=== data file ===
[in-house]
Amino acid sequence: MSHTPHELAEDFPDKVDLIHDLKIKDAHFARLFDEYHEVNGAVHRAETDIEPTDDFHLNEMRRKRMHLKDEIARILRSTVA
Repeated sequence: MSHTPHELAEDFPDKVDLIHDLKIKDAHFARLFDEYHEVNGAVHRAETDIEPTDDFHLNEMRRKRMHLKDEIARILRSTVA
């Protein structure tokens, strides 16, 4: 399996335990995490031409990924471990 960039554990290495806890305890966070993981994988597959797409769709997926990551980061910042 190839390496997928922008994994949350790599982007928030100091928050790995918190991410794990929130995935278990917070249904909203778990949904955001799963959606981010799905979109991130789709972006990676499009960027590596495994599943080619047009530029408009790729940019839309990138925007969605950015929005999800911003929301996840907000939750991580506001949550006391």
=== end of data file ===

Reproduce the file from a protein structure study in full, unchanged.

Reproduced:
[in-house]
Amino acid sequence: MSHTPHELAEDFPDKVDLIHDLKIKDAHFARLFDEYHEVNGAVHRAETDIEPTDDFHLNEMRRKRMHLKDEIARILRSTVA
Repeated sequence: MSHTPHELAEDFPDKVDLIHDLKIKDAHFARLFDEYHEVNGAVHRAETDIEPTDDFHLNEMRRKRMHLKDEIARILRSTVA
């Protein structure tokens, strides 16, 4: 399996335990995490031409990924471990 960039554990290495806890305890966070993981994988597959797409769709997926990551980061910042 190839390496997928922008994994949350790599982007928030100091928050790995918190991410794990929130995935278990917070249904909203778990949904955001799963959606981010799905979109991130789709972006990676499009960027590596495994599943080619047009530029408009790729940019839309990138925007969605950015929005999800911003929301996840907000939750991580506001949550006391």